more years. The land must be well drained, otherwise beans will
not make a satisfactory growth.
The bean crop is a lover of warmth and sunshine. Therefore,
when they get sufficient moisture, warmth, and sunshine, they
make their most rapid growth.
FERTILIZING.-Beans are usually given an application of from
500 to 800 pounds of fertilizer an acre. The fertilizer should be
applied a week or ten days in advance of planting the seed.
VARIETIES.-Both green and wax beans are grown, but green
beans are grown much more extensively than the wax. This is
due to the fact that the green beans mature earlier than the
wax; hence are ready to ship sooner.
The green varieties generally planted are Early Speckled
Valentine, Early Refugee, Green or Giant Stringless, Bountiful,
Green Pod, and Black Valentine. The wax varieties are War-
dell, Kidney Wax, and Davis White Wax, all of which are good.
PLANTING.-The bean seed are generally drilled in rows about
three feet apart, about one bushel of seed being required to
plant an acre. The crop does not require thinning to a stand.
HARVESTING.-Beans are picked by hand when the pods have
reached mature size, but before they begin to ripen. As the
beans do not all reach picking stage at one time, two or three
pickings are generally necessary.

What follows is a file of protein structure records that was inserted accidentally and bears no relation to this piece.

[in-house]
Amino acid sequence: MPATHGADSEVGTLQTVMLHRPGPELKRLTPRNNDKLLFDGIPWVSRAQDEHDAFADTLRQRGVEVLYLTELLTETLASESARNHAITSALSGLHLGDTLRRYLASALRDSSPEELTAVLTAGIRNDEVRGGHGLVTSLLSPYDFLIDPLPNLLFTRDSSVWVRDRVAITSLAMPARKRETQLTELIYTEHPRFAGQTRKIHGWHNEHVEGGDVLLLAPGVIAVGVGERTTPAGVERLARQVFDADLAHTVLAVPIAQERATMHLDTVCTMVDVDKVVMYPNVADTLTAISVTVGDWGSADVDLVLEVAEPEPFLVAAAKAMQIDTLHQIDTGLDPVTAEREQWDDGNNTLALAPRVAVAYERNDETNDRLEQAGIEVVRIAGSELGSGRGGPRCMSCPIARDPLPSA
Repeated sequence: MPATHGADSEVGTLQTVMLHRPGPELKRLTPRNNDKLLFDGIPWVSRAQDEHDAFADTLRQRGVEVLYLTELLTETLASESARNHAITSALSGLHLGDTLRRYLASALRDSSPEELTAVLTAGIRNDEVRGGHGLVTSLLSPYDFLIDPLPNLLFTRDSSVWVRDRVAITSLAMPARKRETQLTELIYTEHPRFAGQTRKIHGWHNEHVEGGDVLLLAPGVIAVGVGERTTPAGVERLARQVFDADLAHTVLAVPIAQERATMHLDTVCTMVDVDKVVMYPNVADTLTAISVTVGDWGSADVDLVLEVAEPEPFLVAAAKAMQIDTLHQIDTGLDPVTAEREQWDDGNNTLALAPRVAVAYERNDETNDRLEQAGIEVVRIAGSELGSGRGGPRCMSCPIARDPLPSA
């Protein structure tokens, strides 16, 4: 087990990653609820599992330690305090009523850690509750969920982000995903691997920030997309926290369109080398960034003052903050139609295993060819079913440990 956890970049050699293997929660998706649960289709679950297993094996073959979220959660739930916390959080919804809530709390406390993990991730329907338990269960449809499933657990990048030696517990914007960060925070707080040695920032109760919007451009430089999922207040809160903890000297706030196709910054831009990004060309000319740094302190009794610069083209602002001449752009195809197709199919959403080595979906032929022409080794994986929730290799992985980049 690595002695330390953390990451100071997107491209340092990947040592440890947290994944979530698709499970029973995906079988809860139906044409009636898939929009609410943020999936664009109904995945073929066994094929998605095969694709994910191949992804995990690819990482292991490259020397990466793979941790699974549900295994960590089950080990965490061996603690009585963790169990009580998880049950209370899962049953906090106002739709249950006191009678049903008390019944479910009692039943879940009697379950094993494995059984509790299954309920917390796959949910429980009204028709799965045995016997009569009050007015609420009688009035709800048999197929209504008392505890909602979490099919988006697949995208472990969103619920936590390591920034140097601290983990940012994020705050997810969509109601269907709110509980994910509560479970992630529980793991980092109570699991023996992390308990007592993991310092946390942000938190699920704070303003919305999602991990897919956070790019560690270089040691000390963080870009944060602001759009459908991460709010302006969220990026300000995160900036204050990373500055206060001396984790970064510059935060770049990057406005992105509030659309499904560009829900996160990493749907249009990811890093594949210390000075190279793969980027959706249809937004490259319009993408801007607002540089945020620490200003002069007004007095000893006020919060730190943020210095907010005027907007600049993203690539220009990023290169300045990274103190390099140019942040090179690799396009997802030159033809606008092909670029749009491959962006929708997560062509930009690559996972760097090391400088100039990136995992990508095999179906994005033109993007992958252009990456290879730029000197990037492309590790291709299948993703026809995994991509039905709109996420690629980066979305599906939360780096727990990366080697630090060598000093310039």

The beans are picked in regular bean hampers. As soon as
the hampers are filled, the tops are placed on and they are
then ready for sale or shipment.
The yield that may be obtained will vary greatly, depending
on many factors, but as a general rule a yield of 125 to 200 or
more hampers per acre may be expected on good land and with
favorable weather conditions.

. -- -z i


-J .:-- A-.-- --.- ,---- .

Fig 9 Beans, peppers, and squash in crates Bean field in rear to left and pepper field in rear to right

ol '-t

MAI.--~. 4


-I l e
& tf "

Fig. 10. Bush Lima beans.

~ ~: ~.
~- r
~--~?:c 1-


I e = ,. .. : .iiiffi--n- r
" ,- .. 1*-.-

Fig. 11. A field of pole beans.


-->?n* 'Z! .

-^ -,".,-- -. *:....i *

,". ', r_ '.. i .u ,. -. .. -. s- ...." ...' -. "
,..-,-" 5'.. ^ *- .o.*.. ... ,., : ;.. .

".'-, ,,, .' -, .," ,,, --

g^-;IPk' ^
^ r. ^. t-.1

2 '" )


Fig. 12. A field of young cucumbers.